With the benefit of additional briefing in the current appeals, which reflects the full district court record developed by all parties after the preliminary injunction phase, we conclude Amphastar's submissions are appropriately characterized as “routine.”

Id. It also concluded that:

Although Momenta I held that post-approval studies can fall within the § 271(e)(1) safe harbor, 686 F.3d at 1359, whether such uses are reasonably related to a § 271(e)(1) submission requires more critical analysis in the post-approval context. The conclusion in Momenta I that Amphastar's commercial use of Momenta's patented method falls within the safe harbor of § 271(e)(1) would result in manifest injustice.

Id. at 621 (internal quotation marks omitted).

The Federal Circuit denied Amphastar’s petition for a hearing en banc in February, 2016. Amphastar informed the Court that it would file a petition for certiorari with the Supreme Court on or before May 17, 2016.

In March, 2016, the parties informed this Court of an outstanding issue in connection with a prior imposition of sanctions by the magistrate judge upon defendants for violating certain discovery-related orders.

B. The instant dispute

In December, 2013, Magistrate Judge Robert B. Collings imposed sanctions upon Amphastar after finding that it disobeyed his June 12, 2012 order (“the June 12th order”) and June 27, 2012 order (“the June 27th order”) by failing to produce 1) documents concerning its testing of certain batches of generic enoxaparin products, 2) unredacted copies of documents previously produced in redacted form and 3) a complete copy of all amendments to any Abbreviated New Drug Application (“ANDA”) filed by any defendant. He concluded that sanctions were warranted under Rule 37(b)(2)(C) and directed Momenta to submit

affidavits and other documents supporting the amounts which they claim as expenses, including reasonable attorney’s fees, caused by Amphastar’s violation of the Court’s June 12th and June 27th Orders (including the preparation and prosecution of the [re-filed motion for sanctions]) . . . .

Amphastar filed objections to the imposition of sanctions which this Court overruled in January, 2014.

Momenta filed a fee submission in December, 2013 which sought 1) $735, 209 in fees for work caused by Amphastar’s violations of the June, 2012 orders, 2) $70, 205 in fees for the preparation of the fee submission and 3) $8, 522 in costs caused by those violations. Momenta later informed the Court in footnote 2 of its reply memorandum that there were “two minor errors in the[] Fee Submission” which reduced the requested award by $6, 000.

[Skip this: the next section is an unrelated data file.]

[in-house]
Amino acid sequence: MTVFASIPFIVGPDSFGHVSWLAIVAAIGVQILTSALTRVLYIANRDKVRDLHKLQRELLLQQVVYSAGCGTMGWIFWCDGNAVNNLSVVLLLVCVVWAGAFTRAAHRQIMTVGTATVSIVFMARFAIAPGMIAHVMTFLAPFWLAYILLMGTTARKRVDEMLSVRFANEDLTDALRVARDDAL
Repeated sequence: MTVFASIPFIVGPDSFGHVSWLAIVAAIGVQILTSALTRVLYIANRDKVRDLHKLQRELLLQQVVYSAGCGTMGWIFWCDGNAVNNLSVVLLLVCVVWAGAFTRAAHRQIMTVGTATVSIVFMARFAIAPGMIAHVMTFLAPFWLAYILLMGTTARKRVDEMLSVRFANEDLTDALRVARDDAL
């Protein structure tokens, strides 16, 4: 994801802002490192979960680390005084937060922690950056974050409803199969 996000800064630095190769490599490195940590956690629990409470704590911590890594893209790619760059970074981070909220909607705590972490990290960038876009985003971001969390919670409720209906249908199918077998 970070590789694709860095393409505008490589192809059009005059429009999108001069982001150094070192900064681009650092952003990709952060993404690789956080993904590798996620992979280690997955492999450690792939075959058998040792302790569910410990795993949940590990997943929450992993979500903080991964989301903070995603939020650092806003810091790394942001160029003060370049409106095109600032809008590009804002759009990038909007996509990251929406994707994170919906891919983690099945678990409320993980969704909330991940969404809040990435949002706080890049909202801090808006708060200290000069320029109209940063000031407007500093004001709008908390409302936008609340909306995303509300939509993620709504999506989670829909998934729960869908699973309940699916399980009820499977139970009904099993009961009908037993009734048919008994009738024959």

Momenta now seeks $799, 414 in fees and $8, 522 in costs, figures which Amphastar fervently contests.

II. Attorney’s fees and costs

A. Legal standard

Rule 37 provides that a court

must order the disobedient party, the attorney advising that party, or both to pay the reasonable expenses, including attorney's fees, caused by the failure [to obey a discovery order or produce a person for examination], unless the failure was substantially justified or other circumstances make an award of expenses unjust.

Fed. R. Civ. P. 37(b)(2)(C). The party seeking fees and costs has the burden of showing that the expenses claimed are reasonable and traceable to the failures of the disobedient party. Ins. Recovery Grp., Inc. v. Connolly, 95 F.Supp. 3d 73, 78-79 (D. Mass. 2015). A court can reduce the award requested to the extent that “the documentation of hours is inadequate.” Hensley v. Eckerhart, 461 U.S. 424, 433 (1983).

A court has extremely broad discretion to determine the reasonable fees and costs to award to the entitled party. Lipsett v. Blanco, 975 F.2d 934, 937 (1st Cir. 1992). Under the lodestar method for calculating a reasonable fee, the court will first multiply the number of hours reasonably expended on the litigation by the reasonable hourly rate. Hensley, 461 U.S. at 433. The court may reduce the number of hours in order to eliminate time that was “unreasonably, unnecessarily, or inefficiently devoted to the case.” Torres-Rivera v. O’Neill-Cancel, 524 F.3d 331, 336 (1st Cir. 2008).

Although the lodestar figure represents the “presumptively reasonable fee”, Lipsett, 975 F.2d at 937(citing Blum v. Stenson, 465 U.S. 886, 897 (1984)), the court may further reduce the lodestar based upon factors such as 1) the time and labor required, 2) the novelty or complexity of the issues, 3) the skill required, 4) the preclusion of other employment by the attorneys, 5) the customary fee, 6) the fixed or contingent nature of the fee, 7) the time limitations imposed by the client or circumstances, 8) the damages involved and results obtained, 9) attorney experience, reputation and ability, 10) the desirability of the case, 11) the nature and length of the client relationship and 12) the size of awards in similar cases. Coutin v. ...